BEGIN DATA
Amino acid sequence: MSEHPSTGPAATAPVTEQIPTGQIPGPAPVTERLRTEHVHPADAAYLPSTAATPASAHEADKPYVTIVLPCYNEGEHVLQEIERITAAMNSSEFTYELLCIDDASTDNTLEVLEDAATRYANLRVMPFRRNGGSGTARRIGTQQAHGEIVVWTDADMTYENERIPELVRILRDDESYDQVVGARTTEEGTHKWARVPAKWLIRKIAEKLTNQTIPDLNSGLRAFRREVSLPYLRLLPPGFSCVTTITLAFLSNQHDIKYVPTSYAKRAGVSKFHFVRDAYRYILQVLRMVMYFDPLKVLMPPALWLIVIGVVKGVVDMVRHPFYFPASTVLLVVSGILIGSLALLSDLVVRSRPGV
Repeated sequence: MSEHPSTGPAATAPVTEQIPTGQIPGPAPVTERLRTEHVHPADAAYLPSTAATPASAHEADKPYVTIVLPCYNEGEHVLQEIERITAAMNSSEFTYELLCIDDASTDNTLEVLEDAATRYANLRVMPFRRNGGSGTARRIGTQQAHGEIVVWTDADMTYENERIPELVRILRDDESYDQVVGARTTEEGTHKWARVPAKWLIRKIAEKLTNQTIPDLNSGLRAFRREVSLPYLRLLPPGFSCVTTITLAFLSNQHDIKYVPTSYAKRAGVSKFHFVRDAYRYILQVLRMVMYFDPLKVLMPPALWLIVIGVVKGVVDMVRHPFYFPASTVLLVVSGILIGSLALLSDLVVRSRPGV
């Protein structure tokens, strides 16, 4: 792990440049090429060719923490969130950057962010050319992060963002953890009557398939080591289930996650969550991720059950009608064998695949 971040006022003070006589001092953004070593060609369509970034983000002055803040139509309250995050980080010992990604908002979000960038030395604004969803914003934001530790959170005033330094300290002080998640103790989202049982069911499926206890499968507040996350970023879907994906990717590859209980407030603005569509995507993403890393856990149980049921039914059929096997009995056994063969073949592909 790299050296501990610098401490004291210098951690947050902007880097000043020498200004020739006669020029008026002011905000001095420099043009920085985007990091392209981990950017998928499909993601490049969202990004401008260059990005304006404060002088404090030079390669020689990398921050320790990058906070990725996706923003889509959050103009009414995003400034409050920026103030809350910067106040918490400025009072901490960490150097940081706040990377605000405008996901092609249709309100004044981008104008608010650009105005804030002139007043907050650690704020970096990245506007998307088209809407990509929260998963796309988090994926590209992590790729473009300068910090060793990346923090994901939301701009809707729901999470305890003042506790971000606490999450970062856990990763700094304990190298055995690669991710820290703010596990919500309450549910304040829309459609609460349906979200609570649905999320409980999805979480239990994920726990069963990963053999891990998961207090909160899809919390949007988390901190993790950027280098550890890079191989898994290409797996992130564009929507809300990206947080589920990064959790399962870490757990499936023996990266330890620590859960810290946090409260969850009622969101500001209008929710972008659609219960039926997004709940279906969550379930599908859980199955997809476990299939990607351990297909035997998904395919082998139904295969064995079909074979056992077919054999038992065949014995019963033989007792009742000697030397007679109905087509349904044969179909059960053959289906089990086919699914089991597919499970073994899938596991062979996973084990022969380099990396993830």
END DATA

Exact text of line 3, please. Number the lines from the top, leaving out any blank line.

């Protein structure tokens, strides 16, 4: 792990440049090429060719923490969130950057962010050319992060963002953890009557398939080591289930996650969550991720059950009608064998695949 971040006022003070006589001092953004070593060609369509970034983000002055803040139509309250995050980080010992990604908002979000960038030395604004969803914003934001530790959170005033330094300290002080998640103790989202049982069911499926206890499968507040996350970023879907994906990717590859209980407030603005569509995507993403890393856990149980049921039914059929096997009995056994063969073949592909 790299050296501990610098401490004291210098951690947050902007880097000043020498200004020739006669020029008026002011905000001095420099043009920085985007990091392209981990950017998928499909993601490049969202990004401008260059990005304006404060002088404090030079390669020689990398921050320790990058906070990725996706923003889509959050103009009414995003400034409050920026103030809350910067106040918490400025009072901490960490150097940081706040990377605000405008996901092609249709309100004044981008104008608010650009105005804030002139007043907050650690704020970096990245506007998307088209809407990509929260998963796309988090994926590209992590790729473009300068910090060793990346923090994901939301701009809707729901999470305890003042506790971000606490999450970062856990990763700094304990190298055995690669991710820290703010596990919500309450549910304040829309459609609460349906979200609570649905999320409980999805979480239990994920726990069963990963053999891990998961207090909160899809919390949007988390901190993790950027280098550890890079191989898994290409797996992130564009929507809300990206947080589920990064959790399962870490757990499936023996990266330890620590859960810290946090409260969850009622969101500001209008929710972008659609219960039926997004709940279906969550379930599908859980199955997809476990299939990607351990297909035997998904395919082998139904295969064995079909074979056992077919054999038992065949014995019963033989007792009742000697030397007679109905087509349904044969179909059960053959289906089990086919699914089991597919499970073994899938596991062979996973084990022969380099990396993830």